Snapshot Stories

This post is in response to the writing prompt, Snapshot Stories, from The Daily Post. The prompt says to open one of your photo albums and tell the story of the first picture you find of yourself. Luckily, the first picture in my album isn’t a horrible one.

You can tell my laugh is genuine by how big my mouth gets.
You can tell my laugh is genuine by how big my mouth gets.

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Daily Prompt | The Happy Wanderer

In response to The Daily Post’s writing prompt: “The Happy Wanderer.”

The prompt asks how I tend to travel. I found this interesting, because I am the only person that I know (personally) who grew up in a family as spontaneous as mine is.

I live in Florida and I have family in North Carolina. As a kid, every winter there would be a question of whether my family would drive up to spend Christmas with them. It usually started with some skepticism; can we afford it? Do we feel like driving that long?, etc.

And then, one day I would be playing and not even thinking about it and all of a sudden, we were packing our bags. We usually had an old Buick or something, Mama would put two couch cushions on the back floorboard so that my sister and I could sleep on the way there (who needs seatbelts, amirite?) and at around 8 or 9 that night (my dad preferred driving at night) we’d set off on a great adventure!

And adventure it would definitely be, on the way there and the way home. Each time we left, we knew something would inevitably go wrong. Didn’t matter, though, we were troopers.

*Side note: we never had reliable transportation; there was the “Flintstones car” that had holes in the floorboard so that you could see the road as you drove; the “Mosquito Mobile” that constantly had stagnated water in the floorboards which generated many a mosquito, frog, other creatures; and, my personal favorite, the “Junkyard Jalopy”. Daddy bought it off a guy at a junkyard while looking for other parts to kind of fix some other car. Wanna know how much it cost? $50. Got us to North Carolina and almost home, once. That was my first train ride. Oh! And the one that sat in our back yard for so long that a homeless kid lived in it without our knowledge. We found out when someone looked in and saw a bed sheet and some pizza boxes. That one was called the “Palmetto”, because it was full of Palmetto bugs (cockroaches that stink like hell when you crush them). No one was safe in that car.*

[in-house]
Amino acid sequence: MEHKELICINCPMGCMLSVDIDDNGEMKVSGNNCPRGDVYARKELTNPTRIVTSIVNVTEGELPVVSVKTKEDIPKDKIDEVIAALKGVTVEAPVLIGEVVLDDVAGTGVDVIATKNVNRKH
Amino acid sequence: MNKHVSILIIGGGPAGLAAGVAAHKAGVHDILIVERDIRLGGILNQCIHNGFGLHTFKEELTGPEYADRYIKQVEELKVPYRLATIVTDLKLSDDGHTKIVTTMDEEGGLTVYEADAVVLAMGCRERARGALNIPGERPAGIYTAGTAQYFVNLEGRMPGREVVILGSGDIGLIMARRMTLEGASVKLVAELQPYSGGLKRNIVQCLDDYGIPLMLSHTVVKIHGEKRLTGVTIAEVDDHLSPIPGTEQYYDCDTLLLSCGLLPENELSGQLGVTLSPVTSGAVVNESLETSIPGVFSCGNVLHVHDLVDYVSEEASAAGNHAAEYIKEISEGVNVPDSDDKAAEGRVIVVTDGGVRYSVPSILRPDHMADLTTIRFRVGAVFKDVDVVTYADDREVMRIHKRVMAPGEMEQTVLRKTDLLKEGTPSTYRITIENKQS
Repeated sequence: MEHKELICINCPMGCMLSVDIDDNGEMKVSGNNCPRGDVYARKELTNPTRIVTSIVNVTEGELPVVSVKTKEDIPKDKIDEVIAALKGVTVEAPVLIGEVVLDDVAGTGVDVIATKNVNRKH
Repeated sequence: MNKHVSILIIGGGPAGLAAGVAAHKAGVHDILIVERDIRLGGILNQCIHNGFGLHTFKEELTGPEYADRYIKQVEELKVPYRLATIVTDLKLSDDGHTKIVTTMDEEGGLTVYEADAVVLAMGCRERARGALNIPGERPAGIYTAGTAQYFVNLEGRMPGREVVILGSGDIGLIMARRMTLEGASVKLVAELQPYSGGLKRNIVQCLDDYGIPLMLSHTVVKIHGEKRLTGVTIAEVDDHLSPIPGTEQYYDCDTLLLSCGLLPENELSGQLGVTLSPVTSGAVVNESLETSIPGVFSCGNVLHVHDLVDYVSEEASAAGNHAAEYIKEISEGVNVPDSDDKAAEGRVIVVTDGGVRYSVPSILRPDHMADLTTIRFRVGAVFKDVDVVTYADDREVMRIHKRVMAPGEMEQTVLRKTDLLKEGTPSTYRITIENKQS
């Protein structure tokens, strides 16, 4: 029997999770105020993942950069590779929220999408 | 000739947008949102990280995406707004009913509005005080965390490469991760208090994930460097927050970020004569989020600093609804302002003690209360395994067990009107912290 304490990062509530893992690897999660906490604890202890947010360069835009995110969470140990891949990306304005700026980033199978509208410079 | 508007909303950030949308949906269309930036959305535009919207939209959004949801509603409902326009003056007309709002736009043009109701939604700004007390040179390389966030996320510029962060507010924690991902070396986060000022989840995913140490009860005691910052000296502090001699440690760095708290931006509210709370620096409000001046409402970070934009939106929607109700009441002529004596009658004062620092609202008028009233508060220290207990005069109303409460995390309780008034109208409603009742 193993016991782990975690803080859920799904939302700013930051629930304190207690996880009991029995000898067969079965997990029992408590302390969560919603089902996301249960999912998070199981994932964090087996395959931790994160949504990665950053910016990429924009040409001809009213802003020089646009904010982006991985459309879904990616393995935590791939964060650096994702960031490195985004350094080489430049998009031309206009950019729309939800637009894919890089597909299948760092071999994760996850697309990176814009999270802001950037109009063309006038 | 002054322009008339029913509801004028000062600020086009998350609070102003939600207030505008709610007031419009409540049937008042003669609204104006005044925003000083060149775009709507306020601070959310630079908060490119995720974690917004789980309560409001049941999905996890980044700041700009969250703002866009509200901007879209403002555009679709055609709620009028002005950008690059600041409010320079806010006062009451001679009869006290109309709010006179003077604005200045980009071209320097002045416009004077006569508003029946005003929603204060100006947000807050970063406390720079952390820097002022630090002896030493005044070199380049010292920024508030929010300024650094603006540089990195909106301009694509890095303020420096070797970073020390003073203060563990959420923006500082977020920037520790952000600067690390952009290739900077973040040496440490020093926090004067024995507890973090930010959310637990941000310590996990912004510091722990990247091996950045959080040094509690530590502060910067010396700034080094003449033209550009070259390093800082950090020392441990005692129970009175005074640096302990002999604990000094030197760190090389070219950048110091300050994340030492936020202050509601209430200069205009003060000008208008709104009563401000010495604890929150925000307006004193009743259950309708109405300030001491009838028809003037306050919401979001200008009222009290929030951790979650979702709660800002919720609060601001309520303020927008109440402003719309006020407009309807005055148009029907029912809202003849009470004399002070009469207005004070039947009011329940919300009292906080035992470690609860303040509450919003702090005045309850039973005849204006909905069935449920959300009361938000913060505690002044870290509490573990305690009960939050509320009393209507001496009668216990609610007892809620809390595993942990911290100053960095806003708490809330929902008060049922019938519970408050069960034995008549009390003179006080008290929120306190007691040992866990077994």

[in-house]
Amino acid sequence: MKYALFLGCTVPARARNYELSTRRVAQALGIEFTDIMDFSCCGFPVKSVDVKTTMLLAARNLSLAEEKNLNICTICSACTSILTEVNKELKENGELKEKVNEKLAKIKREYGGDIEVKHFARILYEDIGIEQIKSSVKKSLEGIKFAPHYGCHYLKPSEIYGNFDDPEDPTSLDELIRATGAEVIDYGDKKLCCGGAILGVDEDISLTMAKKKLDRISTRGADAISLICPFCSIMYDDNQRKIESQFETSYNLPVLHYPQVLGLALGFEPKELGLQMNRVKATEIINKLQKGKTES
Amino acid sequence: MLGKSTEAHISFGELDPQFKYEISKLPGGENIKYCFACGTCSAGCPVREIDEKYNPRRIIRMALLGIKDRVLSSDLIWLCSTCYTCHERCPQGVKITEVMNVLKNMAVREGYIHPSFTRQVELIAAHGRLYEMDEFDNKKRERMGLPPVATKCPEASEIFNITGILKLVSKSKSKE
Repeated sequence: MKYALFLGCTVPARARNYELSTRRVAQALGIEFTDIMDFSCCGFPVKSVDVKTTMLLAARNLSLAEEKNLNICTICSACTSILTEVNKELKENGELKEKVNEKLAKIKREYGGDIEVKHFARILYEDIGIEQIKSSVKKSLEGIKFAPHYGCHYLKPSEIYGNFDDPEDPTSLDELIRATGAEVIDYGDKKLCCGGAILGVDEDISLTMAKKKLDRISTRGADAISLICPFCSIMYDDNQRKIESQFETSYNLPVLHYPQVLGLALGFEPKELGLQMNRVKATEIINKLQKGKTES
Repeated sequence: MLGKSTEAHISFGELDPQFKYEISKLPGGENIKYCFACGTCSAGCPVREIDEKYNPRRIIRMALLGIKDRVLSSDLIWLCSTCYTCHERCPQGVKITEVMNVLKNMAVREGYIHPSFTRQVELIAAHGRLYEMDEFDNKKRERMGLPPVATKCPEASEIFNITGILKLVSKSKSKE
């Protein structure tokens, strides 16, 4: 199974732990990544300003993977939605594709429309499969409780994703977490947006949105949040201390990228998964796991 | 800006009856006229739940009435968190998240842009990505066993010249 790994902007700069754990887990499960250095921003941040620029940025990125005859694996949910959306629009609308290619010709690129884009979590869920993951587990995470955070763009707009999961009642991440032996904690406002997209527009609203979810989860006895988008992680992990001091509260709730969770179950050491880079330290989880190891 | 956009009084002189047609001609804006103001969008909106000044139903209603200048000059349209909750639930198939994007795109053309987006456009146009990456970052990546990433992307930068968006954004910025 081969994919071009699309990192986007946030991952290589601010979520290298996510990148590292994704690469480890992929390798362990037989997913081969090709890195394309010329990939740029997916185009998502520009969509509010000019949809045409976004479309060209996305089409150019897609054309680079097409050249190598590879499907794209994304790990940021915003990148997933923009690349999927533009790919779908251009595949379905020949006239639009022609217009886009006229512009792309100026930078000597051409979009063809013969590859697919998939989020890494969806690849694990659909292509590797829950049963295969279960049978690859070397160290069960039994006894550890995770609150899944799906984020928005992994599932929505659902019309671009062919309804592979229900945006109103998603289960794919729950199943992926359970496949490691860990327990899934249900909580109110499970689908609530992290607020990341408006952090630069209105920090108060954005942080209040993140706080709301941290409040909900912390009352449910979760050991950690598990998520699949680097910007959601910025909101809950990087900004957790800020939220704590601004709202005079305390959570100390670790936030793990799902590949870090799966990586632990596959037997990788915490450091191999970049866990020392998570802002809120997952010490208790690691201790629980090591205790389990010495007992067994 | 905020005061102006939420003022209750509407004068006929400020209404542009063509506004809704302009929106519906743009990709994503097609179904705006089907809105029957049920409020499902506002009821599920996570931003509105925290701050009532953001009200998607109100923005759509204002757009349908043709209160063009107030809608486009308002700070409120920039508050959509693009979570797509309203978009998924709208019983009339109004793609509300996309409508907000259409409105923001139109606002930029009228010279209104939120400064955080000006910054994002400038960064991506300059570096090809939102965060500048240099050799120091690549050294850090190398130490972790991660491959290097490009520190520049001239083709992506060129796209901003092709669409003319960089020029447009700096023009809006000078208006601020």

Anyway, I guess those spontaneous trips must have rubbed off on my siblings and I, because we continue the tradition today.

There is a camping site called Ginnie Springs about an hour and a half away from our city that my family has been going to since my dad was a teenager. Eleven o’clock on a Friday night and we were all kinda bored? Pack up the van, we’re going to Ginnie!

A few years ago my brother, his wife and kids, Tate and I drove to North Carolina for Labor Day weekend. That sounds reasonable, right? Right…up until you find out that we decided to do this on the Saturday night of the weekend at about 10pm. We got on the road at around midnight, drove to North Carolina, hung out, shot some guns and drank all Sunday, had breakfast on Monday and headed home. It was a great time! We were all exhausted, but it was genuinely fun.

So, I guess you could say that I’m not a planner when it comes to traveling. I like spontaneity in most aspects of my life, especially that. If someone asks me to make an itinerary I will not do it. Or, I’ll just leave it in my bag and go do what I want when the thought strikes me.

Tate was the opposite; his family planned every vacation down to the last meal before heading home. It works, though. He keeps me grounded and in reality when I need to be, instead of up in the clouds, where I like to be. We balance each other out very well.

I like living without plans and structure. Sure, some things need to be planned, like finances and things like that, but I think travelling is not one of them. I go where the day takes me.